Resident of Village Apartments of the Jewish Federation, Who Celebrated 101st Birthday this Spring, Looks Back on a Century-Plus Lifetime

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From Bootlegging During Prohibition to a Shared Moment with Dr. Oz, B.Ruth Soffen, at 101 Years Old, Has Many Stories to Tell; Centenarian, Who Moved to Village Apartments in 2006, Still Enjoys Lifelong Interests

B.Ruth Soffen, a resident of Village Apartments of the Jewish Federation in South Orange, was still taking a bus every week until age 100 to play bridge 40 minutes away in Maywood. Now 101 years old, the once-avid bridge player still enjoys playing occasionally at the senior living community she’s called home since late 2006, and crochets with the knitting club there. The plucky spirit that carried her through her younger years keeps her engaged today.

B.Ruth (the name behind the “B” remains a secret) has many colorful stories to share, starting in Bensonhurst, Brooklyn. Her father pickled cucumbers, peppers, and tomatoes in the basement of their home, selling his goods from a horse-drawn wagon. Her brothers later took over the business as Kerman Brothers Pickle Works and bought a delivery truck; Soffen learned to drive and took her road test in it.

Financial hardship befell the family and during Prohibition, the elder Kerman became a bootlegger to help make ends meet. The family sold alcohol by the pint from the house and later, B.Ruth and her brothers made deliveries throughout Brooklyn by train.

“I delivered to customers in Bay Ridge. I would take the train lugging two-gallon jugs of alcohol that they’d use to make schnapps,” she recalled. “I once had to miss my stop to avoid catching the attention of the policemen on the train.”

The family’s life took a sad turn when some customers robbed and killed her father. Soffen, who was 20 years old at the time, said that “Life was never the same after that.”

An independent spirit
Her trademark spunk carried her through many interesting times and to many destinations. She once hitchhiked from Brooklyn to Florida and frequently made her way around Brooklyn by hitching. In 1942, after a brief stint in Washington, D.C. to work as a secretary for the U.S. Army Air Forces Materiel Command Procurement Division, she transferred back to New York City to work closer to home.

An early women’s libber long before the movement was conceived, Soffen supported herself while fending off the “ladies’ men” in the office. She broke two engagements before meeting her husband, Norman Soffen, at a Catskills hotel in 1951. They fell in love and married, setting up house in Flushing, Queens where her daughter was born.

Proving herself to be nobody’s fool, she stood up to one supervisor who tried to blame her for his error. In 1957, at another employer, she took the Unemployment Office to court when she was wrongfully denied unemployment benefits.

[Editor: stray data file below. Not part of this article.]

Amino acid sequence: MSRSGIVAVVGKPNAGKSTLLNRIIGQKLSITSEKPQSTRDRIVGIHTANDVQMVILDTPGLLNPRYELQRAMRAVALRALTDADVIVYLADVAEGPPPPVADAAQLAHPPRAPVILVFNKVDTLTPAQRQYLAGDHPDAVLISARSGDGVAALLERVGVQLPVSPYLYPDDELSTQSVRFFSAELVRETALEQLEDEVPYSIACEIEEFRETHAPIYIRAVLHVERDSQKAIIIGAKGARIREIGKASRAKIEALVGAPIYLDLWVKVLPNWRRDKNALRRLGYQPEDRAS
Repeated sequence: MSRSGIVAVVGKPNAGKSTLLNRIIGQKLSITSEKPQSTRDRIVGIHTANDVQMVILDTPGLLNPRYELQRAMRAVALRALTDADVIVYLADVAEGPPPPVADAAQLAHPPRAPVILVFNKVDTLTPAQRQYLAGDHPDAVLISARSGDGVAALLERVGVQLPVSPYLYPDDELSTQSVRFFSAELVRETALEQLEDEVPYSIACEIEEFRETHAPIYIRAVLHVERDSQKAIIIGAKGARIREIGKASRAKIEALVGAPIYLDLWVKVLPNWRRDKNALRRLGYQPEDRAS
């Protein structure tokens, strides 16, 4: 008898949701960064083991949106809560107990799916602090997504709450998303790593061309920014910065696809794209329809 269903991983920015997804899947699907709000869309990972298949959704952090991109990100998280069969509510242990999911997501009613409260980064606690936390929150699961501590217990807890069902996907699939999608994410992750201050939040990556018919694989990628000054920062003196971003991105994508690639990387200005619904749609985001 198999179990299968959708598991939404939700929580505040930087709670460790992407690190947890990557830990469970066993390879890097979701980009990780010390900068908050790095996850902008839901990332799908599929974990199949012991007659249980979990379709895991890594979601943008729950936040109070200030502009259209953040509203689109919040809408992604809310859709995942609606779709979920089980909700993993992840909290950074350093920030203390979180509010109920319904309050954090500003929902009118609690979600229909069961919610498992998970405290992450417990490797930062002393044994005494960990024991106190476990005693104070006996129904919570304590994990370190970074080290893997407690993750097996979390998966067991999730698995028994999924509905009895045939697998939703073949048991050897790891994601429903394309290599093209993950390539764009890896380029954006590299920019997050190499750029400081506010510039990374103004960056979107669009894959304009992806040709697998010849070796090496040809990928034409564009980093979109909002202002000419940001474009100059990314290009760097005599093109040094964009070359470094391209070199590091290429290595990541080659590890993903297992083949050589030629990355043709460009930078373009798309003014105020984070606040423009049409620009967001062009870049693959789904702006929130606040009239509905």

“When our daughter got sick as a preschooler, I took a month off from work to care for her, and I was fired,” said Soffen. When she went to collect unemployment, she was told no one would hire her due to the limited “flex time” school hours that she was available to work. Soffen had to prove that jobs with those hours existed. “This was an anomaly back then but I proved that there were indeed such hours already in the workplace,” she explained. “I fought and won the arbitration on my own without a lawyer and even got back pay.”

The Soffens lived in Cliffside Park and North Bergen, and opened Soffen Furniture Company in Union City in 1958. B.Ruth got private tutoring to learn Spanish so she could communicate with the Cuban immigrants who were moving into the neighborhood, and the store was among the first to extend credit to the local residents when the banks would not.

“We helped many people furnish their apartments through credit. Our customers made reliable weekly payments. They worked very hard and went to school at night to learn English. They wanted the best of what America offered.” She added that years later, people from the neighborhood still greeted her warmly when they met on the street.

Celebrating 100 years in style
Soffen turned 100 in April 2014, and her friends, family, and bridge club turned out for several parties. As a special treat, her daughter and son-in-law took her and two friends to the Dr. Oz show. At the end of the show, Oz presented her with a birthday cake and interviewed her on camera. When asked what her secret to longevity was, Soffen replied, “You have to look forward to something exciting every day. That’s what makes the heart beat,” to which Oz, a cardiologist immediately responded, “I’ve been looking forward to seeing you all day long ‘cause you made my heart beat today. Happy birthday.”

Enjoying Village Apartments and South Orange
Soffen takes advantage of the meal program at Village Apartments of the Jewish Federation and eats dinner in the community’s dining room three nights a week. She is grateful that she lives just a few blocks away from a synagogue. “Village Apartments is in a great location, so close to Oheb Shalom, where I’ve made friends and enjoy attending services.” The community is also within walking distance of the public library and the local market she likes. “It’s nice to be so close,” she added.

Village Apartments of the Jewish Federation, owned and managed by the Jewish Community Housing Corporation of Metropolitan New Jersey, is located at 110 Vose Avenue in the heart of South Orange Village. For more information about the housing options and services for seniors, visit http://www.jchcorp.org or call Site Manager Cheryl Kasye at (973) 763-0999.

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